Coronavirus cuts PV demand; lower loads lift operators' share
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Coronavirus cuts PV demand as Europe hit hard
The impact of the coronavirus pandemic on the global solar industry has shifted from a supply problem to a demand problem, as travel restrictions delay projects and economic uncertainty curbs investment activity.
IHS Markit now predicts annual global PV installations will fall 16% this year to 105 GW, the research group said March 31.
Europe could see a much larger drop, IHS Markit said. Previously, the group had predicted installations in Europe would rise by 5% in 2020 to 24 GW and Spain, Germany, Netherlands, France, Italy and Ukraine would account for 63% of demand.
Chinese solar manufacturing has resumed and could reach full capacity by mid-2020, but travel restrictions imposed by most major solar markets have delayed projects and cut short-term demand, IHS Markit said in its latest statement.
"Almost all large projects originally planned for completion in H1 2020 will be impacted in some way, and roof-top installations will grind to a halt. COVID-19 will also severely hit the planning and kicking-off of new projects in H2 2020," it said
IHS Markit predicts travel restrictions will be gradually lifted throughout the summer and solar activity will pick up in the second half of the year.
"However, the severity of the global economic downturn triggered by the pandemic will prevent a rapid recovery this year...the general financial environment will impact heavily on demand for all types of PV systems," it noted.
Following short-term disruption, IHS Markit predicts installation growth will resume from 2021 on the same growth trajectory that PV has seen over the last decade.
"Despite this major global health and economic crisis, we believe the mid-term fundamentals for solar PV growth continue to be strong, including continued cost reduction, the need for greater resilience and autonomy, low-carbon energy generation, distributed generation, and scalability," it said.
On March 26, the European Council of ministers called on the Council, the European Commission (EC) and the European Central Bank (ECB) to integrate the green transition into a compressive recovery plan for the COVID-19 pandemic. This will require a coordinated exit strategy and "unprecedented investment," the ministers said.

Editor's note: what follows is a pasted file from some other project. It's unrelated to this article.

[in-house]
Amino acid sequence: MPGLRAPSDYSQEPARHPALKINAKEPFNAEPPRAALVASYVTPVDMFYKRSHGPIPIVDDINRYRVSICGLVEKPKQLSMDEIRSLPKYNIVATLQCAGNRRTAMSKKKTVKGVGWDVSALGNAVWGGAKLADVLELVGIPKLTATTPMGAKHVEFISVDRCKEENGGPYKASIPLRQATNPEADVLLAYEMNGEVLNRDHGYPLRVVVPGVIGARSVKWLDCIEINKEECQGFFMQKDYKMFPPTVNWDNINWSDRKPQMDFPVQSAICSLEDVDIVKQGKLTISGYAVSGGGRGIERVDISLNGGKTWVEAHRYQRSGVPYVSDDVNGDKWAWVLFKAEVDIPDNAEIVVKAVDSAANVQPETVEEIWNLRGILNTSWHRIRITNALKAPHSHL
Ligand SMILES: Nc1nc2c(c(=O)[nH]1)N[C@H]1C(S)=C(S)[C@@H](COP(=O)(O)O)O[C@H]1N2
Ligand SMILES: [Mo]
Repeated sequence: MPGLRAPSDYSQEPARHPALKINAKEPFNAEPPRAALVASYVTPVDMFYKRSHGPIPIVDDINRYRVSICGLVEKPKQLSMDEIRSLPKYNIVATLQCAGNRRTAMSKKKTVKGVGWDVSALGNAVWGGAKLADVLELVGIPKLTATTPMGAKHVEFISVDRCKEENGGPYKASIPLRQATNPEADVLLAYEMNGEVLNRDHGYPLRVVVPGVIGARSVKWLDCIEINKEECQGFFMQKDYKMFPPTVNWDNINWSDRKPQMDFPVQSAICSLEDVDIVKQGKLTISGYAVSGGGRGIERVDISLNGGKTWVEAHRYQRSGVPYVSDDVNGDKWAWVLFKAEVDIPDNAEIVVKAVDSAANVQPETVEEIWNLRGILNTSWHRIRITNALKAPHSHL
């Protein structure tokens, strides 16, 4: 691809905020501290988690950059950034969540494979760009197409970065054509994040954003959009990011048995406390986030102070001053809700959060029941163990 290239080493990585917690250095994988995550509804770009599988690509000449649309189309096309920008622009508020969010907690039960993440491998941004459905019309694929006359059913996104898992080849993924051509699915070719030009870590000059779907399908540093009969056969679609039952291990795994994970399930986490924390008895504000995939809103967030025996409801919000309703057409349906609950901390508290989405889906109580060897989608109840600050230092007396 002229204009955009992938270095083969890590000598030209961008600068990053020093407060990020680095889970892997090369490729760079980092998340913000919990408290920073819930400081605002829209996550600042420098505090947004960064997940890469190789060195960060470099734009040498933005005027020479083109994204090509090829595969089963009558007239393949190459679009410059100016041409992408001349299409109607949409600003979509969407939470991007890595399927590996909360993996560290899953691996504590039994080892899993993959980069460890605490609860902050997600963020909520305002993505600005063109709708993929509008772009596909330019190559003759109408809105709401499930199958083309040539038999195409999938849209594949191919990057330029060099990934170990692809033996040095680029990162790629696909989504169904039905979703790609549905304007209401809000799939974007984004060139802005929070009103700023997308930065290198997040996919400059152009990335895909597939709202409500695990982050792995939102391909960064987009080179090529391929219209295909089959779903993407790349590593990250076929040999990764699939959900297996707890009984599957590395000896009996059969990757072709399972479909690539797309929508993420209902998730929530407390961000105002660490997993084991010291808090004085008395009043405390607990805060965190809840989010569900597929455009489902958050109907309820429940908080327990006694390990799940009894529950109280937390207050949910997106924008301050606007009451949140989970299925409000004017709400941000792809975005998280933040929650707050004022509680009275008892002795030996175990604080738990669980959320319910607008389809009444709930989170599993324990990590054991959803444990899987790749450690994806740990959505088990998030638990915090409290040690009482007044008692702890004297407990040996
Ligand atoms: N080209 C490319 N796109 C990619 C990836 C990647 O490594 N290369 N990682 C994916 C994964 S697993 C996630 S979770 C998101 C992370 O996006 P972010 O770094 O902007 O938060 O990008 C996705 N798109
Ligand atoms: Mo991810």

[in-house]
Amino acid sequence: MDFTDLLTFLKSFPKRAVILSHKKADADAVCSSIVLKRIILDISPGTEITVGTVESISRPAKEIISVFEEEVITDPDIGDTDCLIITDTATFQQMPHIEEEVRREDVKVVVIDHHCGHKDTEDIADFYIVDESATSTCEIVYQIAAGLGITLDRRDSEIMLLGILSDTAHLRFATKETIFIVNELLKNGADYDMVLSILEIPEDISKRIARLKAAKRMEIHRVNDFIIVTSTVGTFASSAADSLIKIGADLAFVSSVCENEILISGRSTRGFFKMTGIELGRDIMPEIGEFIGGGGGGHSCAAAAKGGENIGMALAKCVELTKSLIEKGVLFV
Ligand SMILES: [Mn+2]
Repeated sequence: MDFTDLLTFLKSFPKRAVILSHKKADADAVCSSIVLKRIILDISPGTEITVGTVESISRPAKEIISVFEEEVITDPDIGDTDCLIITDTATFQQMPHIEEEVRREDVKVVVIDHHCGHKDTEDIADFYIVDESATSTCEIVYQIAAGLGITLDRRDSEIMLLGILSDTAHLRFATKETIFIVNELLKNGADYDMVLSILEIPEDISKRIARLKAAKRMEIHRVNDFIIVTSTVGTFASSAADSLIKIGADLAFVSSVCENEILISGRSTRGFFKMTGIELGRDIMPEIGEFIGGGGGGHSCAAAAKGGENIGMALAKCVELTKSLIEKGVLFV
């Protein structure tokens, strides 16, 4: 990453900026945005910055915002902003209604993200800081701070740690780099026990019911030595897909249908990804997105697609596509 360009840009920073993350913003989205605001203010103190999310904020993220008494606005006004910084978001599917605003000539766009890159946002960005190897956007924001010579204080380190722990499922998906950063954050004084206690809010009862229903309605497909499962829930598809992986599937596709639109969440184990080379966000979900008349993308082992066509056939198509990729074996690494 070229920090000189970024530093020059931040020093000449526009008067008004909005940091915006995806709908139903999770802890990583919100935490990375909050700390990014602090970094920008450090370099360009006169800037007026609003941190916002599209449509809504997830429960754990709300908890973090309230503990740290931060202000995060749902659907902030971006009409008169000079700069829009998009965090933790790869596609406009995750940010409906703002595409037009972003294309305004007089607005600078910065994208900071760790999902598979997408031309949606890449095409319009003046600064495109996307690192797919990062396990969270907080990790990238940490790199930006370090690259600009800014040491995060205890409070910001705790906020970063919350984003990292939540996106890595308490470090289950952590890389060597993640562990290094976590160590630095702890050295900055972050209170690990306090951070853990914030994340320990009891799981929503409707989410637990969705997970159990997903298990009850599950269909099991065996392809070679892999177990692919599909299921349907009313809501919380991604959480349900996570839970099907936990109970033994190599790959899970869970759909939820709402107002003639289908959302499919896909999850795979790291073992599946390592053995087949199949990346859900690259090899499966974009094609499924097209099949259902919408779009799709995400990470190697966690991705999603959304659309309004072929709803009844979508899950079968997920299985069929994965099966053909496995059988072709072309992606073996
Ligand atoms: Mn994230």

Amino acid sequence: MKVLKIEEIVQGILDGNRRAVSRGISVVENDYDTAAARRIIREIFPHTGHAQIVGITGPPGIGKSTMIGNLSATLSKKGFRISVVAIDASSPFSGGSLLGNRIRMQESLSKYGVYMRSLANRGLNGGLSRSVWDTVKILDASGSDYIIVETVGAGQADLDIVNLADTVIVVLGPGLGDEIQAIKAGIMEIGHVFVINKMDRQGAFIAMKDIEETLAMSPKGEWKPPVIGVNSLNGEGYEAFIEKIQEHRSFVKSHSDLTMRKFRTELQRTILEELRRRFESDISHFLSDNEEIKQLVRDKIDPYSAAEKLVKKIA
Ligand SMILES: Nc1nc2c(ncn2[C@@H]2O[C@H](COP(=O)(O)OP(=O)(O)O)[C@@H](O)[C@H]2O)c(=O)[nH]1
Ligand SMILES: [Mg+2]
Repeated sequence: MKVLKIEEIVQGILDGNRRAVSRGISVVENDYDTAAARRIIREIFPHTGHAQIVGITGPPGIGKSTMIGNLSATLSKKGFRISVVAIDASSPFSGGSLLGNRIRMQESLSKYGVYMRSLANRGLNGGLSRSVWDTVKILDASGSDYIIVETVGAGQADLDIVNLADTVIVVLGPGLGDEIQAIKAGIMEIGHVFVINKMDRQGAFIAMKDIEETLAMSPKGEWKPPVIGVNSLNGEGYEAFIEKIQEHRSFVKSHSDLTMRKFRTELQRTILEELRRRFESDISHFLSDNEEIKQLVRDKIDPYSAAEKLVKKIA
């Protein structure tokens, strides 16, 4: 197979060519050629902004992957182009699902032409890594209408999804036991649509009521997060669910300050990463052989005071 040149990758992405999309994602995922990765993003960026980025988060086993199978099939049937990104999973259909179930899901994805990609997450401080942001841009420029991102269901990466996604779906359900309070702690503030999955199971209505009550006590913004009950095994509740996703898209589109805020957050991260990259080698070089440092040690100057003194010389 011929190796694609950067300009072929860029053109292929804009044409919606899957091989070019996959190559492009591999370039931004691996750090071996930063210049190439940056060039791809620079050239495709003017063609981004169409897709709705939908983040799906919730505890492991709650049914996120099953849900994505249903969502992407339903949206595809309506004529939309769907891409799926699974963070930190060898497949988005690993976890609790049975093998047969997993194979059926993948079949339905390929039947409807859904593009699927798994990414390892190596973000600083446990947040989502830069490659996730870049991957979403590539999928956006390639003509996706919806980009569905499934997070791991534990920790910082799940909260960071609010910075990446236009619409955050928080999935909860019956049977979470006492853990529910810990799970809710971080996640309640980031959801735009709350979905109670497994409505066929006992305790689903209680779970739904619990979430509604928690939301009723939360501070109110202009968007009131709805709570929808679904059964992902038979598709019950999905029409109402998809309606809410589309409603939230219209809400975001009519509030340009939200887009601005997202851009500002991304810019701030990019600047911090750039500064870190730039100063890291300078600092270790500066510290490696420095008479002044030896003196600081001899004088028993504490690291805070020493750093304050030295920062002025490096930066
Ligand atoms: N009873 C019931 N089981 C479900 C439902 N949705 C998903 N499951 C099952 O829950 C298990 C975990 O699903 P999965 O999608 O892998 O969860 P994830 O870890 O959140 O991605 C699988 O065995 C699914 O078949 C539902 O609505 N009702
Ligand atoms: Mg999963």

Germany loosens installation deadlines, retains tender dates
Solar developers in Germany will be allowed to apply for extensions to construction deadlines following the supply chain disruption caused by the coronavirus pandemic, Germany's energy regulator Bundesnetzagentur (BNetzA) said March 23.
As the coronavirus spreads across Europe, supply interruptions and travel restrictions have delayed projects. BNetzA is aiming to limit the penalties incurred by developers.
The dates of future renewable energy tenders in Germany remain unchanged, for now, BNetzA said.
Germany allocated 300 MW of new solar projects in March and will tender for a further 150 MW in June, followed by 300 MW in July, 400 MW in September, 150 MW in October and 400 MW in December.
BNetzA will inform the tender winners but will not publish the results online or enforce implementation deadlines until after the impact of the coronavirus has softened, the agency said.
In the Netherlands, solar and wind industry associations Holland Solar, NVDE and NWEA have called on the government to extend deadlines for project decisions by one-year.
Travel restrictions were impacting project schedules, Holland Solar said in a statement March 26.
"The shortage of manpower is the biggest problem and to a lesser extent the shortage of material," the trade group said.
Chinese solar manufacturing is ramping up and most solar power installers in the Netherlands have enough stock for about three months, allowing them to bridge the supply gap, it said.
US solar sector calls for coronavirus aid to minimize job losses
The impact of coronavirus on the US solar industry is deepening as the pandemic spreads across the country, the US Solar Energy Industry Association (SEIA) has warned.
The worsening pandemic has led to supply chain interruptions and labor shortages and 40% of solar companies had reported a reduction in workforce by March 26, a survey by SEIA showed.
Key concerns for solar companies include delays to project construction, supply chains and permitting, and a slump in customer acquisitions, SEIA said.